CD4 TCR CDR3 analysis in prevalent SLE cases from two ethnic groups

Center for Blood Research, Harvard Medical School, Department of Medicine, Brigham and Women's Hospital, Boston, MA 02115, USA.
Lupus (Impact Factor: 2.2). 02/1999; 8(4):311-9. DOI: 10.1191/096120399678847902
Source: PubMed


We examined CD4+ T cell TCRBV-CDR3 transcripts from 19 lupus patients and 16 controls to test the hypothesis that CD4+ TCRBV-CDR3 expression in SLE differs from normals. Within the disease group we also performed exploratory analyses to determine the association between risk of oligoclonality and HLA-DRB specificities and the duration of the CDR3 patterns. Oligoclonal patterns consistent with CDR3 restriction were three times more likely in SLE than in controls (OR = 3.7). TCRBV1, BV4, BV5.1, BV7, BV9, BV18 and BV22 gene segment CDR3 patterns of oligoclonality were seen exclusively among lupus patients. HLA-DRB3 increased the risk of oligoclonal expression in SLE. In four patients studied over time, the pattern of TCRBV-CDR3 expression was stable in a second sample obtained 6-14 months later. The increased frequency of CD4+ T cell TCRBV-CDR3 oligoclonal expression in SLE when compared to controls and the persistence of these patterns are consistent with an expanded pool of autoreactive CD4 T cells in SLE which recognize peptides derived from autoantigens. The association of HLA-DRB3 genes with increased risk of CDR3 oligoclonality among the SLE subjects is compatible with the hypothesis that molecules encoded by HLA-DRB3 may facilitate autoantigen recognition by CD4 T cells.

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    • "In T cell-mediated organ-specific autoimmune diseases, such as type 1 diabetes (T1DM), TCR Vβ repertoire analysis, using both spectratyping and flow cytometry, produced conflicting findings [12,13]. In systemic autoimmune diseases, like Systemic Lupus Erythematosus (SLE), TCR Vβ analysis has been conducted in adult populations using the spectratyping method and a marked oligoclonality of the TCR Vβ repertoire has been reported, which is more prominent in patients with active disease [14,15]. It is likely that children with SLE display a similar phenotype, although no data exist regarding the expression of the Vβ chains in the pediatric population. "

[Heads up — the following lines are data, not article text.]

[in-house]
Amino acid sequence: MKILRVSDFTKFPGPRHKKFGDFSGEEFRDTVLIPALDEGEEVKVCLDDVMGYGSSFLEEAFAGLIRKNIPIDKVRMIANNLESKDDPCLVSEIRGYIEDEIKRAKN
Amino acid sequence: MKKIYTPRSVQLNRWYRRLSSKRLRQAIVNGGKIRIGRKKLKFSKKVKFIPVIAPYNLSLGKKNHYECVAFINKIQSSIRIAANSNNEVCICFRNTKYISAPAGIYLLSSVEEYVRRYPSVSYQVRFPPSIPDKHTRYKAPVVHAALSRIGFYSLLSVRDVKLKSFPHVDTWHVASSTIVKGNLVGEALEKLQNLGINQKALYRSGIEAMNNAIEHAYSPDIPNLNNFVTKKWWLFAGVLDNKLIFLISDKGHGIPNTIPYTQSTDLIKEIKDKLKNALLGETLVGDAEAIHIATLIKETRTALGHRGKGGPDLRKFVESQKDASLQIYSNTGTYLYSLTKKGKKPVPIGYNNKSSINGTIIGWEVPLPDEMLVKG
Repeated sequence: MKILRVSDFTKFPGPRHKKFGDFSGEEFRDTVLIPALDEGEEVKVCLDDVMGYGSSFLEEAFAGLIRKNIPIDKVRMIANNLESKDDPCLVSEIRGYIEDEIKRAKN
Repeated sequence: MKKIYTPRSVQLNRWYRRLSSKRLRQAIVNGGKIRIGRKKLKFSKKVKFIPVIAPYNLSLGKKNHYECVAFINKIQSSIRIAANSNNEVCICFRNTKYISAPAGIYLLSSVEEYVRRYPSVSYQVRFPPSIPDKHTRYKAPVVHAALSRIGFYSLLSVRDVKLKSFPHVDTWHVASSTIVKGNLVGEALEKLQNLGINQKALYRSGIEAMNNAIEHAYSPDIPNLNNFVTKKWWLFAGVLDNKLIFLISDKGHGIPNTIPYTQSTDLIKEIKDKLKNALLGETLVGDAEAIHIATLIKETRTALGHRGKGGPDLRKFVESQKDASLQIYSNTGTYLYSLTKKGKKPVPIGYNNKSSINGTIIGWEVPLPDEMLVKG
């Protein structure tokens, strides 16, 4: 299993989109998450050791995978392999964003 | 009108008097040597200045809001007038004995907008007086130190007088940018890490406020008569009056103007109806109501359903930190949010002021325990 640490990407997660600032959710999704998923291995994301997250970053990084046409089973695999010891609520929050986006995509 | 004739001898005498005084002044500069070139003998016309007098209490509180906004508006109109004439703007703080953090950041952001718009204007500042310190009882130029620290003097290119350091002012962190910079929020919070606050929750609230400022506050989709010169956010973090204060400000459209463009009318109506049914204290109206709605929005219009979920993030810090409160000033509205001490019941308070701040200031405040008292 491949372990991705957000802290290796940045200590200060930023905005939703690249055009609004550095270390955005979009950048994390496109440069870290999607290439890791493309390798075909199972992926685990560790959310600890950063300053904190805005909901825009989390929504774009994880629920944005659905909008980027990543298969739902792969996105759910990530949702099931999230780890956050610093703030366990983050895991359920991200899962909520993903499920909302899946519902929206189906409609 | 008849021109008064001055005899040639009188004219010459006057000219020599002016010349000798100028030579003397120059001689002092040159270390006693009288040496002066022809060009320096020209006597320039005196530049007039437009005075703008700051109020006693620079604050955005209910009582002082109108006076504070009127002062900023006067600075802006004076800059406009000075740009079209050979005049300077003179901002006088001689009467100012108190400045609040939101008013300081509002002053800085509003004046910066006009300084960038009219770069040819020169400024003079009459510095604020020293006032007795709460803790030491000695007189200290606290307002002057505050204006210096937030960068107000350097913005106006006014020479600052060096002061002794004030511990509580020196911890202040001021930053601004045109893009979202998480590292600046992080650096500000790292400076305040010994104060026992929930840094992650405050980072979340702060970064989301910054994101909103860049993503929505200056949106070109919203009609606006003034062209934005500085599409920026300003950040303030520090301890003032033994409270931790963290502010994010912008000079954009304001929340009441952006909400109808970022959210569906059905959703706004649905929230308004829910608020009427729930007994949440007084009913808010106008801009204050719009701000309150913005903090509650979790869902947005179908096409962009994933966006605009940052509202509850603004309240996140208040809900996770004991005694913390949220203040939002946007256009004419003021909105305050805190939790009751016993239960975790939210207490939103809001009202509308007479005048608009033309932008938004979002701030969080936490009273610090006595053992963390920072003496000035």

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    ABSTRACT: Data regarding the quantitative expression of TCR Vbeta subpopulations in children with autoimmune diseases provided interesting and sometimes conflicting results. The aim of the present study was to assess by comparative flow cytometric analysis the peripheral blood CD4+ TCR Vbeta repertoire of children with an organ-specific autoimmune disorder, such as type 1 diabetes mellitus (T1DM), in comparison to children with a systemic autoimmune disease, such as Systemic Lupus Erythematosus (SLE) in comparison to healthy age-matched controls of the same ethnic origin. The CD4+ TCR Vbeta repertoire was analysed by flow cytometry in three groups of participants: a) fifteen newly diagnosed children with T1DM (mean age: 9.2 +/- 4.78 years old), b) nine newly diagnosed children with SLE, positive for ANA and anti-dsDNA, prior to treatment (mean age: 12.8 +/-1.76 years old) and c) 31 healthy age-matched controls (mean age: 6.58 +/- 3.65 years old), all of Hellenic origin. CD4 + TCR Vbeta abnormalities (+/- 3SD of controls) were observed mainly in SLE patients. Statistical analysis revealed that the CD4 + Vbeta4 chain was significantly increased in patients with T1DM (p < 0.001), whereas CD4 + Vbeta16 one was significantly increased in SLE patients (p < 0.001) compared to controls. CD4 + Vbeta4 and CD4 + Vbeta16 chains could be possibly involved in the cascade of events precipitating the pathogenesis of T1DM and SLE in children, respectively.